We assessed the efficacy of agomelatine using both published trials and unpublished studies obtained from regulatory authorities and from the manufacturer.
Studies evaluating the efficacy of agomelatine in acute treatment (6-12 weeks) of depression in adults were eligible for inclusion. Included studies also had to be randomised, double blind, and controlled (placebo and/or other antidepressant). Patients needed to meet criteria for major depressive disorder as defined by each study. We considered only those studies evaluating agomelatine at the licensed recommended doses of 25 mg or 50 mg. Studies recruiting patients for evaluation of other outcomes were considered provided they met criteria for major depressive disorder as defined above and had collected data for outcomes in depression. Studies were excluded if the main outcome was prevention of relapse or if outcomes for the treatment of depression in the acute phase were not available.
The main outcome was the change in mean scores on a depression rating scale at the end of treatment. We considered studies using established depression rating scales such as the Hamilton rating scale for depression (HAM-D)7 or the Montgomery-Åsberg depression rating scale (MADRS).8 Secondary outcome measures were response and remission of depression as defined by the primary studies. Most defined response as 50% reduction in baseline rating scale measurements and remission as HAM-D ≤7 or MADRS ≤12.
The emphasis of our review was efficacy and so we based selection criteria on factors related to efficacy outcomes. We did not intend to systematically evaluate adverse outcomes, but to set in context efficacy findings we also recorded outcomes related to tolerability and harms. Specifically, when available, we recorded early discontinuations from studies (both in total and those specifically related to adverse effects).
Search strategy and study selection
We searched for studies meeting our inclusion criteria using the following search terms: agomelatine, controlled trial, double blind, and depression. There were no limits applied for language and date of publication. We undertook a full electronic search of the following databases from inception to 2013: Embase, Medline, Cochrane Central Register of Controlled Trials, and PubMed, with the last search performed in March 2013. We also searched references lists of retrieved articles, conference abstracts, and trials registries for additional studies. We applied to the European Medicines Agency (EMA) for details of all studies submitted in support of regulatory approval of agomelatine. We also contacted the European manufacturer of agomelatine, Servier, and requested details of published and unpublished studies.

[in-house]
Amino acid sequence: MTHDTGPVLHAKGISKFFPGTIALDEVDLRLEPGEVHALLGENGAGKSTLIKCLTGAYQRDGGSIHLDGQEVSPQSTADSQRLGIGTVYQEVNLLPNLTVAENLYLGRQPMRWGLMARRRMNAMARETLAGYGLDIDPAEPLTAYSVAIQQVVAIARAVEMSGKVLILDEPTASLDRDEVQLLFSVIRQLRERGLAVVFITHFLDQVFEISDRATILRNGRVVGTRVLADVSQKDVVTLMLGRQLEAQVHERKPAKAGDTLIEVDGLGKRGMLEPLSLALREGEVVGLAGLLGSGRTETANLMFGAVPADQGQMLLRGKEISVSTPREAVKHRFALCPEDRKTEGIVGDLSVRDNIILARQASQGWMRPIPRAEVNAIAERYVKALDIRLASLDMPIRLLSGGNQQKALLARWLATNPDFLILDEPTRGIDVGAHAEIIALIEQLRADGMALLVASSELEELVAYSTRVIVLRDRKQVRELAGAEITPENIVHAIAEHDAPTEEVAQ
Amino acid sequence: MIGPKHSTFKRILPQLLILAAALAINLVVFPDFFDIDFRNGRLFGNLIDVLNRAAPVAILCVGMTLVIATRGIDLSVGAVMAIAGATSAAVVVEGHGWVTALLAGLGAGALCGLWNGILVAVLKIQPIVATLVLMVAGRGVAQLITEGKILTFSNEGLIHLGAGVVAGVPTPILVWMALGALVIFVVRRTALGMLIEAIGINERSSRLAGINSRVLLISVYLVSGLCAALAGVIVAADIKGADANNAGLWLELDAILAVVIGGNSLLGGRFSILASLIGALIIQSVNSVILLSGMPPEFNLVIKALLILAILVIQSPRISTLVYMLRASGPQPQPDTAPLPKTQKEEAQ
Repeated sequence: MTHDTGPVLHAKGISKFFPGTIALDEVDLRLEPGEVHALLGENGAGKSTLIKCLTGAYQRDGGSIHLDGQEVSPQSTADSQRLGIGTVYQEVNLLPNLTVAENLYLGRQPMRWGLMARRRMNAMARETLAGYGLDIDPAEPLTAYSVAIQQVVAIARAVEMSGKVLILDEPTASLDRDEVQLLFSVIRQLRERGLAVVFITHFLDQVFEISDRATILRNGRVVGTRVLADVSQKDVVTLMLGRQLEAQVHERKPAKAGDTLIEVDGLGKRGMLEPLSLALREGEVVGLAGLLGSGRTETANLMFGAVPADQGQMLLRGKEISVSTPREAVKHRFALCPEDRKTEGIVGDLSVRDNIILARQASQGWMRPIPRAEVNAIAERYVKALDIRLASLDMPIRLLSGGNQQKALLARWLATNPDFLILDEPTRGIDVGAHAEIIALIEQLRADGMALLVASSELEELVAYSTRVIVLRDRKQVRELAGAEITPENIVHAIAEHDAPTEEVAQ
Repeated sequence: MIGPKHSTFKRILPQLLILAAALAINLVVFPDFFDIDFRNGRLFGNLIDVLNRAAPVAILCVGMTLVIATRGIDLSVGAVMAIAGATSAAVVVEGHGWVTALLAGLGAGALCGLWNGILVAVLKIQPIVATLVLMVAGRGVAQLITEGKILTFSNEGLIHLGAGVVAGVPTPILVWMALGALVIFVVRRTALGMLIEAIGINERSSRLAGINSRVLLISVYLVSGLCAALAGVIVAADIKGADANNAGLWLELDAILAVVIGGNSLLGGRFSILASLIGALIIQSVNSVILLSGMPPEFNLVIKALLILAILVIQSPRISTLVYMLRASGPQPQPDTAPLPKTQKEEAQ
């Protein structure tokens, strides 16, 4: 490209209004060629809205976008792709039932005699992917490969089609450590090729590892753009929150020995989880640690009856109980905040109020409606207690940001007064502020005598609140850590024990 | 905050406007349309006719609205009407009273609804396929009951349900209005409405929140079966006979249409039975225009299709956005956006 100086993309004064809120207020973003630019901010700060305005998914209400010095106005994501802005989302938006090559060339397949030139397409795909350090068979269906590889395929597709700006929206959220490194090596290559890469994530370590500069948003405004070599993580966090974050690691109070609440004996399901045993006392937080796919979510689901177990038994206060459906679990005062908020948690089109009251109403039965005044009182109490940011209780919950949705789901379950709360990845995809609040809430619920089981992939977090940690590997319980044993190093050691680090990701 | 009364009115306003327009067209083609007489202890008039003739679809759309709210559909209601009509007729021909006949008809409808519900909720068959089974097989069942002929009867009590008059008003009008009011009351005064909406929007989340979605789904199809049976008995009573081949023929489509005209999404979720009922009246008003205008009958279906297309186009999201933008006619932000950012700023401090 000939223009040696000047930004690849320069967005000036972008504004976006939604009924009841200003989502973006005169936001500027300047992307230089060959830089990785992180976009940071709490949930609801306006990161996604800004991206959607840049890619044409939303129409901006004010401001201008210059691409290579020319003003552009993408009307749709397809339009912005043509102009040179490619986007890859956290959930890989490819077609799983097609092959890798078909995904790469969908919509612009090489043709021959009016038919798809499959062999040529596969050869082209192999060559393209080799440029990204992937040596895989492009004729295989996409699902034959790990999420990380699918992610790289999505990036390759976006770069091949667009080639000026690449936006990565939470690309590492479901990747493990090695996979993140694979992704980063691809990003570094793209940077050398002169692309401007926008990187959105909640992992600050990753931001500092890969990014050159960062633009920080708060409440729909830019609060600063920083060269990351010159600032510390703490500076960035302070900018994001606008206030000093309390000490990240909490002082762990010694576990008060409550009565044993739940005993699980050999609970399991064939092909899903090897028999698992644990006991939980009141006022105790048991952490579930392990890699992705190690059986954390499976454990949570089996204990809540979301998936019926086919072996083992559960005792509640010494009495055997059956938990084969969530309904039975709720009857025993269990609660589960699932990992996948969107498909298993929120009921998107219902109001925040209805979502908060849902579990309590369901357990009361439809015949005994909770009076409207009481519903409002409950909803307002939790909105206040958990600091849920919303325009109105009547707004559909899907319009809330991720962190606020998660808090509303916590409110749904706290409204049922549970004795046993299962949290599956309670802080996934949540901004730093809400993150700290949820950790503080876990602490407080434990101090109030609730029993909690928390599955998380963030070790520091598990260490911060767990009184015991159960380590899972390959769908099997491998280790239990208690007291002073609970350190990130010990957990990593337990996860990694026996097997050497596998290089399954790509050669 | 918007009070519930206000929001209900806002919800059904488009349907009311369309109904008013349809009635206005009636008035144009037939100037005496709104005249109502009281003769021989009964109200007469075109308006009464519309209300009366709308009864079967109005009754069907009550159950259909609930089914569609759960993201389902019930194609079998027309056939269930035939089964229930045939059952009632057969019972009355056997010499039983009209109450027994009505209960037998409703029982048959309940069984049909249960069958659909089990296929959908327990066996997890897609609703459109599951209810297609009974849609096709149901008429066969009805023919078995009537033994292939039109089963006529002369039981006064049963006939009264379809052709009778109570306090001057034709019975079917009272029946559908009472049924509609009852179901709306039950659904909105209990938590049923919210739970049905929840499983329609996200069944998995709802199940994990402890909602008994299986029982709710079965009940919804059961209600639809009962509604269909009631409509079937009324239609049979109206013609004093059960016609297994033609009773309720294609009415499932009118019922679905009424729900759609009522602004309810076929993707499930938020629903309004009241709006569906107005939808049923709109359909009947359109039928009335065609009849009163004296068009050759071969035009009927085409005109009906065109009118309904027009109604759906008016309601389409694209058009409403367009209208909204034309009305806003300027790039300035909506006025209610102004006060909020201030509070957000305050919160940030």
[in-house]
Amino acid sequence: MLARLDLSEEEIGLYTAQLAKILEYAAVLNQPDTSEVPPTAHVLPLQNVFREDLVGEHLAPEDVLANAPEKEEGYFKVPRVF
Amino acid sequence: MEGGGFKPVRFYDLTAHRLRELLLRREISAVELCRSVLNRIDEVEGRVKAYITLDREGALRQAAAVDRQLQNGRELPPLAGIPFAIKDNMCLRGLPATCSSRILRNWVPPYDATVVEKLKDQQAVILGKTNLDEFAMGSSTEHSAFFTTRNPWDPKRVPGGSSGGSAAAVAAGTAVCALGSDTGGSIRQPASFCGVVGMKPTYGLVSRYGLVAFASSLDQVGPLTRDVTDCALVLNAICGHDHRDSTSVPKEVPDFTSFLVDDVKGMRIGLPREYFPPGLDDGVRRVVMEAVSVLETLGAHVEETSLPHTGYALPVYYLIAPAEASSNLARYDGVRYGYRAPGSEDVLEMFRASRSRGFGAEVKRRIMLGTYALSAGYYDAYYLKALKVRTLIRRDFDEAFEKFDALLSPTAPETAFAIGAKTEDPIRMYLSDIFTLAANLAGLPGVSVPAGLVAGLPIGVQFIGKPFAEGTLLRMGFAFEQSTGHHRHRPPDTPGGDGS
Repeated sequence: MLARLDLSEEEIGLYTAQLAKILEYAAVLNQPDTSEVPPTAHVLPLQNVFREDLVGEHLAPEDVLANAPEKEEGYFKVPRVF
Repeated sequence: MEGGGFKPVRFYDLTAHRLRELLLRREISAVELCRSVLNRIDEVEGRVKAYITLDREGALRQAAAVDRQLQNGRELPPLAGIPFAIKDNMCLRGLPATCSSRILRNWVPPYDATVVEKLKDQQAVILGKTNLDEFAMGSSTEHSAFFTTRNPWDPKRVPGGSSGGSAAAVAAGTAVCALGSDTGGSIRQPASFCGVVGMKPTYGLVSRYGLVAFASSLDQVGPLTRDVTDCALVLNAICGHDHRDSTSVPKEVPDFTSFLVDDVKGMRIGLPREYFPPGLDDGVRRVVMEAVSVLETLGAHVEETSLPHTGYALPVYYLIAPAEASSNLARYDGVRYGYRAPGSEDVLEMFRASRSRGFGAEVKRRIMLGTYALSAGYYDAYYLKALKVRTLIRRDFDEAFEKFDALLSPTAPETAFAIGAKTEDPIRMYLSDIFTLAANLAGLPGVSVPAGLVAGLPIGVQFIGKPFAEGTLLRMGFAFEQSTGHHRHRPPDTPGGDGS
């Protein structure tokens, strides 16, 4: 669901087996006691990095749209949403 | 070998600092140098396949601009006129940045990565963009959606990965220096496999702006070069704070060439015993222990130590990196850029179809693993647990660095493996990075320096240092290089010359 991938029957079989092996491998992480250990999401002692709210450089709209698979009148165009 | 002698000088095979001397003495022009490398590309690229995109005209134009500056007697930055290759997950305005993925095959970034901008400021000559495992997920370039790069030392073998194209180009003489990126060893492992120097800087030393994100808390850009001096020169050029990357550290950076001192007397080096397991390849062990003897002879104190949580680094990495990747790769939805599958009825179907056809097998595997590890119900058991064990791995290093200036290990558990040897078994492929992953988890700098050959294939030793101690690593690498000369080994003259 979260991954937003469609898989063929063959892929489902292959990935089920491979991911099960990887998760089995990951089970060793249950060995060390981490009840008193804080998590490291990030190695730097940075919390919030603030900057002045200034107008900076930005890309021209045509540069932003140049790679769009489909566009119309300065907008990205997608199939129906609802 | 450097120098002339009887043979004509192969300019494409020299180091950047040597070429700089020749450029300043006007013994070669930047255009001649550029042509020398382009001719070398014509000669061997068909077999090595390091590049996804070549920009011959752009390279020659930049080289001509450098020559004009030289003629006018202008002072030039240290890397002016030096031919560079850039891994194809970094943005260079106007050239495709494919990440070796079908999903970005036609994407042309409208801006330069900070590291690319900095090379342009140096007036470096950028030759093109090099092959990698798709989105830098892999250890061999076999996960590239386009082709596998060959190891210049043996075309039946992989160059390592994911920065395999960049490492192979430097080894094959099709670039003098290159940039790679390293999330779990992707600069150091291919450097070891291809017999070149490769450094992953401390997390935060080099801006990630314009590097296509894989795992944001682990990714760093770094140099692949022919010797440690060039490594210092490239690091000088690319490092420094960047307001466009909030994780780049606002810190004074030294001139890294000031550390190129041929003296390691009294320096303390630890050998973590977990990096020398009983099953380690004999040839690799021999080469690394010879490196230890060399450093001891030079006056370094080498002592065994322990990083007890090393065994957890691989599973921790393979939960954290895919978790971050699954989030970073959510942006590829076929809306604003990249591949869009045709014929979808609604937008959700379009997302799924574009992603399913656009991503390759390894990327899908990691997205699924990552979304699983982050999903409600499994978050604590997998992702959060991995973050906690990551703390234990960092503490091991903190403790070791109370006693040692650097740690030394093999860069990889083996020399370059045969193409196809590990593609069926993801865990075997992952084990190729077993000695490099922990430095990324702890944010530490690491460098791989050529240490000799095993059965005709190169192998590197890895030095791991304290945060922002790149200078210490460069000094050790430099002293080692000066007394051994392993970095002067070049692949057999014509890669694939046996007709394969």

Studies were first identified for inclusion by examining the title and abstract of each record. We then sought the full text version of suitable articles before applying the inclusion criteria. Two authors (OO and AS) applied the inclusion criteria independently to identify studies for the meta-analysis. Any discrepancies were resolved by consensus.
Using a standard spreadsheet, two authors (OO and SV) extracted data independently and any discrepancies were resolved by consensus. The following data were extracted:
Participants’ characteristics: age, sex, diagnosis, and measures of severity of depression (symptom rating scales)
Treatment: type of comparator (active or placebo), dose, and duration of treatment
Outcome measures: mean baseline and final depression rating scale scores and corresponding standard deviations (SDs), analysis of covariance (ANCOVA) effect estimates (when available) and corresponding standard errors, and number of responders and remitters in each treatment group
Information necessary to assess the risk of bias in included studies.
All outcome data were extracted on an intention to treat principle as defined in the primary studies. When information was missing on essential variables we contacted authors for further information.
Risk of bias